R.K.

Fifty-year old, R.K. had been described by friends as the "queen of multi-tasking," prior to her motor vehicle accident in July of 2003. Not only did she have a full-time job as a middle school teacher, but she also spent much of her time engage in painting, quilting and other craft activities.

On July 8, 2003, R.K. and her husband were traveling when their SUV blew a tire, causing their vehicle to roll several times. R.K. immediately lost consciousness and extrication from her vehicle was prolonged. She was transported to the emergency room via ambulance where she was diagnosed with a severe traumatic brain injury, as well as, multiple fractures in her thoracic spine. She was placed on a ventilator and subsequently a tracheotomy was performed. Additionally, a shunt was placed in her brain to drain off excess fluid. She was unable to eat, so nutrition was provided via G-tube. Confusion leading to agitation were noted and she was not able to follow verbal commands. R.K.'s life as she knew it had completely changed.

Approximately one month after her injury, R.K. was admitted into an acute rehabilitation center where she received treatment for 4 months before being transferred to a sub-acute care facility. Although, she was able to walk for 50-75 yards with a walker and assistance, she was not able to complete activities of daily living. She was incontinent of bowel and bladder, had sleep disturbances, and continued to have episodes of severe agitation in which she would bite, scratch and kick at staff. Medications were given for severe agitation and insomnia. However, these medications did not seem to be effective. Other difficulties that R.K. experienced were tangential speech, inappropriate responses, repeating what others said, confusion, lack of appetite, and difficulty remaining on task.

After five months of acute and sub-acute rehabilitation, R.K. was discharged home with her husband and daughter. She was not independently able to care for herself and required 24-hour supervision. Difficulty with balance and being easily distracted caused R.K. to fall occasionally and thus created a fear of falling when walking and transferring between standing and sitting positions. Although she engaged in outpatient physical, occupational, and speech therapy, progress was hindered by agitation and aggression. Approximately 10-20 behavioral outbursts were noted per session of therapy.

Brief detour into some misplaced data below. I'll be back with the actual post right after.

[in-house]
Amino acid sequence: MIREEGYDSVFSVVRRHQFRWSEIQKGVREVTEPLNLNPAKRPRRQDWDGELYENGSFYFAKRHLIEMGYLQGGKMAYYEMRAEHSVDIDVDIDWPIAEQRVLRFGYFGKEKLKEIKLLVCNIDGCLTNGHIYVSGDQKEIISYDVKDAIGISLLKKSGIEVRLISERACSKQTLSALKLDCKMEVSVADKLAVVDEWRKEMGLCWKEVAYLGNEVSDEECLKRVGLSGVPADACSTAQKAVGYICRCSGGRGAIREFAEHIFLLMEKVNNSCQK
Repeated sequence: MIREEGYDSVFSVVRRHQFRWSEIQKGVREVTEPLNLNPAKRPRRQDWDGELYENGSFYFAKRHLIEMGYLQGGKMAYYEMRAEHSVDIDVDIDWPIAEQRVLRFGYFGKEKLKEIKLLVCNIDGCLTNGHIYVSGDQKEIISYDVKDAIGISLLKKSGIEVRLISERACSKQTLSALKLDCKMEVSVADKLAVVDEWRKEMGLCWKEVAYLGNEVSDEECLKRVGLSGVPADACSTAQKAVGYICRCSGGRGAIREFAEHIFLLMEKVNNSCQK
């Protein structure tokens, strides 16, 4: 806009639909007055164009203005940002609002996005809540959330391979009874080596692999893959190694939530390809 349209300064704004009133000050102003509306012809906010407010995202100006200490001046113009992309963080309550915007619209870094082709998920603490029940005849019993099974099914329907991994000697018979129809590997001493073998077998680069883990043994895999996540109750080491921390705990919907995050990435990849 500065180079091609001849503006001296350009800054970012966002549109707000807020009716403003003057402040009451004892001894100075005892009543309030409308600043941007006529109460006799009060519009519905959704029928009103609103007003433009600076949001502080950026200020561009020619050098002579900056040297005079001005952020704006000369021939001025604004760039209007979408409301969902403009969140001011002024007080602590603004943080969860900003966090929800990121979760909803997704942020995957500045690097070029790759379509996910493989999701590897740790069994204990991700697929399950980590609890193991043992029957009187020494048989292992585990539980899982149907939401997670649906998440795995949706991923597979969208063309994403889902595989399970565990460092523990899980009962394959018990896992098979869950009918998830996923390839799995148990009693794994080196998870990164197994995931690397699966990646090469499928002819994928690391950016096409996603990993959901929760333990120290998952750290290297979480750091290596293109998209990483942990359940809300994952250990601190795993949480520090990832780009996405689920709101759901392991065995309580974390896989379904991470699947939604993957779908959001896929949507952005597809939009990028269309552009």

In March 2005, R.K. was admitted to Centre for Neuro Skills® (CNS) in Bakersfield, CA. She still had a G-tube because she refused to eat enough to receive adequate nutrition. She loved Cheerios and many times this was all that she would eat. Incontinence was still an issue and a bowel and bladder program was started to assist her in achieving continence. At the CNS, R.K. was engaged in five hours each day of intensive therapy addressing physical, occupational, speech, counseling and educational concerns. After daily therapy at the clinic, she returned to a residential program where she was challenged to cook, clean and engage in regular activities of daily living by the residential staff that assisted her.

Behavioral outbursts were an issue that had not been successfully dealt with in the acute or sub-acute care settings. However, at CNS, these issues were explored and a behavioral modification program was implemented. Crying, screaming, refusing to engage in therapy, grabbing at staff and being impulsive were target behaviors that required staff intervention.

R.K. worked hard in therapy and attended a structured, intense rehabilitation center that was able to meet her needs. She was a different person than when she first entered the program. Over the course of treatment, she progressed from using a wheelchair, to using a walker, to walking without any assistance. Continence of bowel and bladder was achieved. Her G-tube removed and she was able to eat a normal diet. After engaging in intense visual therapy, R.K. was able to begin painting again. Consistent and challenging cognitive treatment resulted in improved orientation, memory and attention. Perhaps the most remarkable improvement was with her behavior. Crying and screaming which used to occupy a large portion of her therapy sessions, were seldom observed. These behaviors were replaced with laughing, smiling and confidence.

After 6 months of intensive rehabilitation at CNS, R.K. was discharged home to live with her husband and daughter. Arts and crafts, an important hobby of hers prior to the injury, occupied her time, as well as, working in the library of the school where she once taught. R.K. began to resemble the person she was before the accident. In fact, she was able to be an active participant in her daughter's wedding without difficulty. To symbolize this new stage in her life, she renewed her wedding vows that day and danced with her husband.